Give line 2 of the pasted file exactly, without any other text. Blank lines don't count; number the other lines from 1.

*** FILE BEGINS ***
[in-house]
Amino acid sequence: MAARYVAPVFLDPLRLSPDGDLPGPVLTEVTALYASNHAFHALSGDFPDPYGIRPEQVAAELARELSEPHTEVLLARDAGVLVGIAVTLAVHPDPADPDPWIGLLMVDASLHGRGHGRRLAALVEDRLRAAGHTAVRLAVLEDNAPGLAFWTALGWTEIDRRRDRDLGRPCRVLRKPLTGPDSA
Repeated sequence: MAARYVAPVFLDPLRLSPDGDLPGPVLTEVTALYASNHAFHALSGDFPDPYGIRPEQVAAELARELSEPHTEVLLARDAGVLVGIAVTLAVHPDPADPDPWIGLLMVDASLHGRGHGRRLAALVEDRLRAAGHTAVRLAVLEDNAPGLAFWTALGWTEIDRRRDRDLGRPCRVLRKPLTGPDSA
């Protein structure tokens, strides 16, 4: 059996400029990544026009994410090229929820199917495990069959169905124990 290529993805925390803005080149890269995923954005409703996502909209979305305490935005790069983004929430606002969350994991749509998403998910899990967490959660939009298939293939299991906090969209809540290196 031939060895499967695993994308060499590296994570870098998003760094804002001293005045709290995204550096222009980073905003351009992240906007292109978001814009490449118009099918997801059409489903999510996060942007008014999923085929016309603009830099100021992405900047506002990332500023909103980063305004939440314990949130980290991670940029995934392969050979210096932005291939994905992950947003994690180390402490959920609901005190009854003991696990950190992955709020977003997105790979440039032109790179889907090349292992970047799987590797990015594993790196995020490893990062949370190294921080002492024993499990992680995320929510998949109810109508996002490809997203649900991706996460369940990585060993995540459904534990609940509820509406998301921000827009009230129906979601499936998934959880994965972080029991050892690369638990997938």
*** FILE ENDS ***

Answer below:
Amino acid sequence: MAARYVAPVFLDPLRLSPDGDLPGPVLTEVTALYASNHAFHALSGDFPDPYGIRPEQVAAELARELSEPHTEVLLARDAGVLVGIAVTLAVHPDPADPDPWIGLLMVDASLHGRGHGRRLAALVEDRLRAAGHTAVRLAVLEDNAPGLAFWTALGWTEIDRRRDRDLGRPCRVLRKPLTGPDSA